(First off, because this is the most important thing I have to say, I wanted to thank you all for the encouraging comments I got on my last post. To be honest I was wondering why anyone would bother reading it, as it wasn’t the most “happy” of posts. I was totally blown away by the response I got and I want to thank each and every one of you, for your understanding, encouragement and support. )
Now, moving on…
Today I want to talk about something that most people wouldn’t feel comfortable talking about. Heck- I don’t even feel particularly comfortable talking about it, but I think it might be something that some of you struggle with that you can relate to.
Because of my past disordered eating habits I have unfortunately developed a condition known as IBS. Some of you might know about it, most people don’t.
IBS or Irritable Bowl Syndrom according to the NDDIC is “Irritable bowel syndrome is a disorder characterized most commonly by cramping, abdominal pain, bloating, constipation, and diarrhea. IBS causes a great deal of discomfort and distress, but it does not permanently harm the intestines and does not lead to a serious disease. Most people can control their symptoms with diet, stress management, and prescribed medications. For some people, however, IBS can be disabling. They may be unable to work, attend social events, or even travel short distances.
As many as 20 percent of the adult population, or one in five Americans, have symptoms of IBS, making it one of the most common disorders diagnosed by doctors. It occurs more often in women than in men, and it begins before the age of 35 in about 50 percent of people.”
As you can see, this disease is actually pretty common, but a lot of people don’t like to talk about it. I don’t particularly want to go into a detailed description of the symptoms – but sufficed to say they are unpleasant. Although this illness is untreatable, the affects can be minimized. For me personally that means avoiding milk and limiting my dairy products, avoiding most oily foods and carefully balancing my meals and trying to avoid eating “on the go”. I have taken medication in the past, but that hasn’t helped too much. So I stick to doing things the “natural way” and so far that’s worked for me.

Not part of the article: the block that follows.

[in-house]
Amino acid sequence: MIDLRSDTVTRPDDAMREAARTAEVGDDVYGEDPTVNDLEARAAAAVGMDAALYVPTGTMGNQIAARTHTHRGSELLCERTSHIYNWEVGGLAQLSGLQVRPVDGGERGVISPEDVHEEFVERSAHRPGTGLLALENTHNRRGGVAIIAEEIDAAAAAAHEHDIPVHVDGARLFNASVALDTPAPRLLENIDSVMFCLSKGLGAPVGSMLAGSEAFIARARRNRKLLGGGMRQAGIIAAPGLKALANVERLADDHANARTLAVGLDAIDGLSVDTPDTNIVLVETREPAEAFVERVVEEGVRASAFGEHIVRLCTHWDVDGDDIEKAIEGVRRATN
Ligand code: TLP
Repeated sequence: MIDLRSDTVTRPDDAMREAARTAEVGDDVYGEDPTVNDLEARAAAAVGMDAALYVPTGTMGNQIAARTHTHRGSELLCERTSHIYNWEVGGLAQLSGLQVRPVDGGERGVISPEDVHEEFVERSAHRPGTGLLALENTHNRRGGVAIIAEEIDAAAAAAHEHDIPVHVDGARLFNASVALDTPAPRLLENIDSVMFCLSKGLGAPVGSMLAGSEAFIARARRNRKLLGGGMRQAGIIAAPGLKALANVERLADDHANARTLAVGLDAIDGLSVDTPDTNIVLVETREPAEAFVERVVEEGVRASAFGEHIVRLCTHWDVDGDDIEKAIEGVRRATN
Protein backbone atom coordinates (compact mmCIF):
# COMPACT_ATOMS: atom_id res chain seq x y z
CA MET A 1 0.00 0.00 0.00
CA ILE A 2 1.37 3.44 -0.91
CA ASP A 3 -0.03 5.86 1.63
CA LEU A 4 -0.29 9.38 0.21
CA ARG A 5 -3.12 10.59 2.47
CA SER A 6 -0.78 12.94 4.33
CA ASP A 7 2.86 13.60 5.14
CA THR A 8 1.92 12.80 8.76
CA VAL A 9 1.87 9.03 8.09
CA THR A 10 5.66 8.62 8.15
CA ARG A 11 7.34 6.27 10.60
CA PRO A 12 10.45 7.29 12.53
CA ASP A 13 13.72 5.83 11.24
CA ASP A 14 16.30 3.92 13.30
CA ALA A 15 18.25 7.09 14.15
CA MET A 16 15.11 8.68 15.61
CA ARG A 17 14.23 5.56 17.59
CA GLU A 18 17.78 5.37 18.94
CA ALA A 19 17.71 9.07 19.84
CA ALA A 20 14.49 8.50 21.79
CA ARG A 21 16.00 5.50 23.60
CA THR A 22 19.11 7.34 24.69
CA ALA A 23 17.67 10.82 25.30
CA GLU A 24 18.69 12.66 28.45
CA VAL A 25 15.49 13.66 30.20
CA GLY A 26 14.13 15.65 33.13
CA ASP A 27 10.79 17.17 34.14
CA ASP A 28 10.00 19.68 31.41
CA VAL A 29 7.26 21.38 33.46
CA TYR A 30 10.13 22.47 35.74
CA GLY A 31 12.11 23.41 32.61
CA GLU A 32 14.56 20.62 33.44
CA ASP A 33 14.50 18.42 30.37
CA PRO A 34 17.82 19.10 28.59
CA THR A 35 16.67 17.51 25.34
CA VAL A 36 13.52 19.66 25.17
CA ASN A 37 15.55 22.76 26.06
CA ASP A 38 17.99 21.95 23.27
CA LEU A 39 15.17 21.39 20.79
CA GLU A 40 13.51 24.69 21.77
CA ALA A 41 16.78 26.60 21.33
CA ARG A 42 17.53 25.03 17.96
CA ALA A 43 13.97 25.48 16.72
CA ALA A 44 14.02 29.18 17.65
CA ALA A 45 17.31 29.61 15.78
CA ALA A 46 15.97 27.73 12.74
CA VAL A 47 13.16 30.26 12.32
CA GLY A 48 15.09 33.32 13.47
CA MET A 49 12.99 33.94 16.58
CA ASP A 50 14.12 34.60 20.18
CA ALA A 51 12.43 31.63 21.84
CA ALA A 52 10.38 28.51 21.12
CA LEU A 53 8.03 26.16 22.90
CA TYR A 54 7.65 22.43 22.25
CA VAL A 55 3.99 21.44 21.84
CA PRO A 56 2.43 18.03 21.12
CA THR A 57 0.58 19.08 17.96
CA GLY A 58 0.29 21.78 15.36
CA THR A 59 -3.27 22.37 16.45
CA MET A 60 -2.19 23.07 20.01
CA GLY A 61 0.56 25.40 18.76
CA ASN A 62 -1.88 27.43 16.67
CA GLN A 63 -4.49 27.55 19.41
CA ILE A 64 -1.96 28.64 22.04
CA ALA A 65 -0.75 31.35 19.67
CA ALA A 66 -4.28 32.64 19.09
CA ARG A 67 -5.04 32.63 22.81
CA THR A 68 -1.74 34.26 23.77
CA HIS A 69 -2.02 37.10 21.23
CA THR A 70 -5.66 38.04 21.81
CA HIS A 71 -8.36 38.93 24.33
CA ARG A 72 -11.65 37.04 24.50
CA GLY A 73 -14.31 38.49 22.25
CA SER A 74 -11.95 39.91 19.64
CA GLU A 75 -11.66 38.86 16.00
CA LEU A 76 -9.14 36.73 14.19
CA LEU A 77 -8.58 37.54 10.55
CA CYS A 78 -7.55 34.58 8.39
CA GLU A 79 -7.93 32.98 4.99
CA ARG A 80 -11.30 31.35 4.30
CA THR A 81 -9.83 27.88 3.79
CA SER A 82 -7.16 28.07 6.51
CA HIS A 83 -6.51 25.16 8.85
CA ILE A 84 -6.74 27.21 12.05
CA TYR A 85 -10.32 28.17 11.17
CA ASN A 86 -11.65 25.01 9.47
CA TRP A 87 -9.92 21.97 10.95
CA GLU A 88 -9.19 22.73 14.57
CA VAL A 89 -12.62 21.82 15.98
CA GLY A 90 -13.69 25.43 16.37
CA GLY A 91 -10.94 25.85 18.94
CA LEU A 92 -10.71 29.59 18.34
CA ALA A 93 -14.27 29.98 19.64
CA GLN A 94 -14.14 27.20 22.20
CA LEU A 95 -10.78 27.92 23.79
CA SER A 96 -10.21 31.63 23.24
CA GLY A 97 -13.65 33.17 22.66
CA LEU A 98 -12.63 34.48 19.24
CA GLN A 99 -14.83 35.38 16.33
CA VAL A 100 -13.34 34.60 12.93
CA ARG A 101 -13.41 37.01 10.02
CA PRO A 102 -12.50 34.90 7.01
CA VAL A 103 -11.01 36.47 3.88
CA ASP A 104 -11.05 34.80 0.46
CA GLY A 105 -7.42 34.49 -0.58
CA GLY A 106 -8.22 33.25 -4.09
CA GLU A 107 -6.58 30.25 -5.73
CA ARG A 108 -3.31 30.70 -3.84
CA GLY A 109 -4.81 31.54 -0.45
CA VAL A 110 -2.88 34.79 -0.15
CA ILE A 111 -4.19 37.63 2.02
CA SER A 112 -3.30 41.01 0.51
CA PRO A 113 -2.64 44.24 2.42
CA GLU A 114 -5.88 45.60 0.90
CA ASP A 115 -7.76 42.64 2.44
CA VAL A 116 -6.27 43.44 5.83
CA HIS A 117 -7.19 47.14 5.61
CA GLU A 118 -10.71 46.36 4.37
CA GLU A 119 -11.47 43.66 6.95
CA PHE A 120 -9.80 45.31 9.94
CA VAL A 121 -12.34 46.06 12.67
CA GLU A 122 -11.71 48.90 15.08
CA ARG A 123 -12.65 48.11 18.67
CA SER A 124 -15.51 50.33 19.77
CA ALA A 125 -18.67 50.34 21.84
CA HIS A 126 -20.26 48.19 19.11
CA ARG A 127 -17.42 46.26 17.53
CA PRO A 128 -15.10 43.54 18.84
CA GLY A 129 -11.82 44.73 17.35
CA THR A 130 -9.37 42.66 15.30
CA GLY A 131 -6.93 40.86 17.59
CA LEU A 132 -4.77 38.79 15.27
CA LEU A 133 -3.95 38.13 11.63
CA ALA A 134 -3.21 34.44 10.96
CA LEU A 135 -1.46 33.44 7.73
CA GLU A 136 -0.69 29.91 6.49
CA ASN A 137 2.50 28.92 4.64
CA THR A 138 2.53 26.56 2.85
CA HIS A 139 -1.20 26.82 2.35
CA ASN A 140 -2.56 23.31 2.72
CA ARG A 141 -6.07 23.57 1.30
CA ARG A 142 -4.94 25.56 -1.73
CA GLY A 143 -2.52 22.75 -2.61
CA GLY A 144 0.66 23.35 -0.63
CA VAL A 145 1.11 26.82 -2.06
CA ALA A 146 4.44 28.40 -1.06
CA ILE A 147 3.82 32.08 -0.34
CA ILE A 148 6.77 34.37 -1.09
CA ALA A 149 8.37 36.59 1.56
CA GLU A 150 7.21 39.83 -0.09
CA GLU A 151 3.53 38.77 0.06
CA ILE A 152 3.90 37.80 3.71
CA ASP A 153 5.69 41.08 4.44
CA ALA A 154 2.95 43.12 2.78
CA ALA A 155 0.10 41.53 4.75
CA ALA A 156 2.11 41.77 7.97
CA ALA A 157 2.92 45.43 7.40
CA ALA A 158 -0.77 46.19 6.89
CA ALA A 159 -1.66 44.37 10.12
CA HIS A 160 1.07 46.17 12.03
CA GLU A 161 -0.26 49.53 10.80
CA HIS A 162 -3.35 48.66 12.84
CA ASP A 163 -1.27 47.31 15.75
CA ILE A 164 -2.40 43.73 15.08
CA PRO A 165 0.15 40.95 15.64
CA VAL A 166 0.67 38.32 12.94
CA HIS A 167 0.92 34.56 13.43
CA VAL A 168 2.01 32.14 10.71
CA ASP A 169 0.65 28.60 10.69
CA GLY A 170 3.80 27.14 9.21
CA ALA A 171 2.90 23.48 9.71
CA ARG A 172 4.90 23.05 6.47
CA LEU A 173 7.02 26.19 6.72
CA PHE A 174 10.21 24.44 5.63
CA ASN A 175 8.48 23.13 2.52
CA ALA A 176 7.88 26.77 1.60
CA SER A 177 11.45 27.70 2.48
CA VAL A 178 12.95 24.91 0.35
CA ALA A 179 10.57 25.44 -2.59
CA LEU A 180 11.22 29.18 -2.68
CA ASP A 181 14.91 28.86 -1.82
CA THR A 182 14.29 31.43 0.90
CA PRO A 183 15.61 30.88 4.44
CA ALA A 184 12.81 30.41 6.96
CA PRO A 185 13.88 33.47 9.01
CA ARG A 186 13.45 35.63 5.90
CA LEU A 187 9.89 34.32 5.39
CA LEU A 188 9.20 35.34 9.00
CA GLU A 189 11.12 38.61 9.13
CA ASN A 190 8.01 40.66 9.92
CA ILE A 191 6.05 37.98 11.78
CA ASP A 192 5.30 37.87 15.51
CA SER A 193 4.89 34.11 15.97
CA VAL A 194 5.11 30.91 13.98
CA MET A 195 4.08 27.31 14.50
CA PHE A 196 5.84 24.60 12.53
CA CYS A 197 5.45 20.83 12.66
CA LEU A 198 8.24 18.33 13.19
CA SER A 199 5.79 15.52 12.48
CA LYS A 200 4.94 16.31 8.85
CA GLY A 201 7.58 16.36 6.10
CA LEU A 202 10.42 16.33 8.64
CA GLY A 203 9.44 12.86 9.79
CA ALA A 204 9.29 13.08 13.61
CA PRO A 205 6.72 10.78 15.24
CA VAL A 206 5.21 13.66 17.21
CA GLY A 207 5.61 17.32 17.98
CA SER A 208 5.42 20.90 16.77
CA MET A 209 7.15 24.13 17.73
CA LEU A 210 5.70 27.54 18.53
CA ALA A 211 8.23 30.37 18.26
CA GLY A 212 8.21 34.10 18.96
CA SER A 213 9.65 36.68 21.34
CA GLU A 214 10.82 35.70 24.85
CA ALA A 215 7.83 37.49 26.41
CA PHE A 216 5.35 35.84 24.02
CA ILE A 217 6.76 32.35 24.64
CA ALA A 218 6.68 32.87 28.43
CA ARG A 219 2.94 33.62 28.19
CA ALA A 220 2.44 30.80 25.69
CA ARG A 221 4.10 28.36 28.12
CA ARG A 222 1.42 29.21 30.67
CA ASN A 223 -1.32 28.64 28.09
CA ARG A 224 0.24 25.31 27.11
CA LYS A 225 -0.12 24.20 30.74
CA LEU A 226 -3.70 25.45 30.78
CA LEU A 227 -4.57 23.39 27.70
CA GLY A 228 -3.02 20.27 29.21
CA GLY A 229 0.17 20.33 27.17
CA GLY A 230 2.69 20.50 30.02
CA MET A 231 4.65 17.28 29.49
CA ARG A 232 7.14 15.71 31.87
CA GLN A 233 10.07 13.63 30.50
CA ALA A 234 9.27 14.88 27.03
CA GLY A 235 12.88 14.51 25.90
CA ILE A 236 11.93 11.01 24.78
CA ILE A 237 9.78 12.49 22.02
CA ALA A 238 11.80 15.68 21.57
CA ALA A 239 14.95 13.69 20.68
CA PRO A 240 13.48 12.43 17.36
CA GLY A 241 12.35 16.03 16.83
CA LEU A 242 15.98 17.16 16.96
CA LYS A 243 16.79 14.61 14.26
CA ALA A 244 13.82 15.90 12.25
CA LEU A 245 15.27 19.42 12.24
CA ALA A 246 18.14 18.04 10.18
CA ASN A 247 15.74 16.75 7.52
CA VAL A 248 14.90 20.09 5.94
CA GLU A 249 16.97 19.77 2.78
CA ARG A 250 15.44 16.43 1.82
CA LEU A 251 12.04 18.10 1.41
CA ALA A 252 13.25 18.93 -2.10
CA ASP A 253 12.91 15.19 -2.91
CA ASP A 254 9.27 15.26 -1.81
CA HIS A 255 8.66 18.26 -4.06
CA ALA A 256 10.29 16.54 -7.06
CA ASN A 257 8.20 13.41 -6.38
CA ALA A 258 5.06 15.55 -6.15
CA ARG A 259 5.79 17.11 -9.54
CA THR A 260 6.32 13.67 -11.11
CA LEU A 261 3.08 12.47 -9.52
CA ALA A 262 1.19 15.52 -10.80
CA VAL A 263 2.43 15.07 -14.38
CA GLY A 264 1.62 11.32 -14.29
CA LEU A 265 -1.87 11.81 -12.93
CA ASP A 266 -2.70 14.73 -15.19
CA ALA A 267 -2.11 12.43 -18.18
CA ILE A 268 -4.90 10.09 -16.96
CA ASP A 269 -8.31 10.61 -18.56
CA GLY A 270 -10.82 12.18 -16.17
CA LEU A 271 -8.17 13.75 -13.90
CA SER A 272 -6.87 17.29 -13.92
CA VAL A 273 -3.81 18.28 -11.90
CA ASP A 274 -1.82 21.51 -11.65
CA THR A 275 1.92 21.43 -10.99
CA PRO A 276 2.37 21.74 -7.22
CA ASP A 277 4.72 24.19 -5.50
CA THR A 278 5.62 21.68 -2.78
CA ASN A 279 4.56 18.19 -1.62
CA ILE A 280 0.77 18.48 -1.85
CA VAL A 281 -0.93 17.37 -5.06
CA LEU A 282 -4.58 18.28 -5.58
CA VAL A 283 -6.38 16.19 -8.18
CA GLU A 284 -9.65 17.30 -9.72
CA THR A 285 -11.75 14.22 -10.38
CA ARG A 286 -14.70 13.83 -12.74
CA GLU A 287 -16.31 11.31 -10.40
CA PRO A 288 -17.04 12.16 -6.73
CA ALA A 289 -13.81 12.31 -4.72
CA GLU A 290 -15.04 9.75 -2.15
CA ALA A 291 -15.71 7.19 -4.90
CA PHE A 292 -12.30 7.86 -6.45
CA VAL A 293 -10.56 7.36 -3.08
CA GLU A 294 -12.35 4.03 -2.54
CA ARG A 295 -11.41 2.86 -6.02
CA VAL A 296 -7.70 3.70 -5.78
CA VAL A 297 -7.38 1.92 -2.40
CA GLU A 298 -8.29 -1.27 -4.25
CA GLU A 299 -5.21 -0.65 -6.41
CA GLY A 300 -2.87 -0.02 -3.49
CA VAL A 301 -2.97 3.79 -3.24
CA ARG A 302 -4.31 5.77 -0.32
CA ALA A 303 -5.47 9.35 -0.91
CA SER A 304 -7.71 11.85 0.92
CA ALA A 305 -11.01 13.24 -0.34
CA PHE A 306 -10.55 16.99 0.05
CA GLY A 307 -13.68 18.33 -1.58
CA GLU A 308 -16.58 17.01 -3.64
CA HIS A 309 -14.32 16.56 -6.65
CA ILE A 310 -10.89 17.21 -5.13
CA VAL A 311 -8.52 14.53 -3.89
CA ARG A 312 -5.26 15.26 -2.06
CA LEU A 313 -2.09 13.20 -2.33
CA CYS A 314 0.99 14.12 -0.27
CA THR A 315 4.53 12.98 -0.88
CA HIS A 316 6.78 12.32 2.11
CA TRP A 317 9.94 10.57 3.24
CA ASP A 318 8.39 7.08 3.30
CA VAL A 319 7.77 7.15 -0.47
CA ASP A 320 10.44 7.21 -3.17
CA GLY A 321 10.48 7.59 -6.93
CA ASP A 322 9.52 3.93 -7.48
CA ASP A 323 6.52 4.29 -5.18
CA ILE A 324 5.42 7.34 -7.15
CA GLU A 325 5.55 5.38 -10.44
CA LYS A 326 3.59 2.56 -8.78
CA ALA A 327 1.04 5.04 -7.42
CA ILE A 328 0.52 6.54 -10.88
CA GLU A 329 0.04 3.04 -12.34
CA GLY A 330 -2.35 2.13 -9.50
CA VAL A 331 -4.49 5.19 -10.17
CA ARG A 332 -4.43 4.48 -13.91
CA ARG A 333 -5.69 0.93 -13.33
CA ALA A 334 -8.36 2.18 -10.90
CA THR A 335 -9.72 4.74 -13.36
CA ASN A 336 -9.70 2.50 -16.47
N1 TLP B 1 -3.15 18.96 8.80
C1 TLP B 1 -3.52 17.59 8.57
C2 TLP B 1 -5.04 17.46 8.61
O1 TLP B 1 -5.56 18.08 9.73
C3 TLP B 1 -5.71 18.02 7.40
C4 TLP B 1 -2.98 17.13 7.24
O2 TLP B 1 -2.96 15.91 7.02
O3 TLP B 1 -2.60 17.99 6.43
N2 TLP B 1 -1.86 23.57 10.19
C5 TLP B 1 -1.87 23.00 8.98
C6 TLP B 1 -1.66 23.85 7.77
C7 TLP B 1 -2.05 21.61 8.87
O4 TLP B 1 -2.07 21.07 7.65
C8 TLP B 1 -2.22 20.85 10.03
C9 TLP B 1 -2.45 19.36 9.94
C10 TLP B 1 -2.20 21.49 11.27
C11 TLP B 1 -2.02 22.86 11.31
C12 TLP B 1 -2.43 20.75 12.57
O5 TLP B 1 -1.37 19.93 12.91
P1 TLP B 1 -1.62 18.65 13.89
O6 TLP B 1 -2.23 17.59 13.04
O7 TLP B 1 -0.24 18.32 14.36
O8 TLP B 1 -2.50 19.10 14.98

Of course explaining this to others isn’t always easy. Some people assume I invented IBS to explain away my odd eating habits. To be honest little could be further from the truth. I wish I could sit down to and enjoy a meal cooked by someone else without worrying if I’d be in pain for hours afterwards. I wish I could avoid the hushed whispers and covert stares of people who don’t believe my condition is “real”. I wish that I could eat as many dairy products as I wanted and not worry about the negative consequences. But this is a part of me I can’t change, and a harsh daily reminder of the negative consequences of an eating disorder. In a way I’m thankful that the medical result of the way I abused my body in the past is limited only to this. On the other hand I truly regret what I’ve done to my body (for many reasons) and wish I could turn back the clock. But I can’t so all I can do is hope that in time things will get better and that others will accept me the way I am.
Have you ever been (or are you) in a situation where people judge you for your eating habits? How do you deal with those types of situations?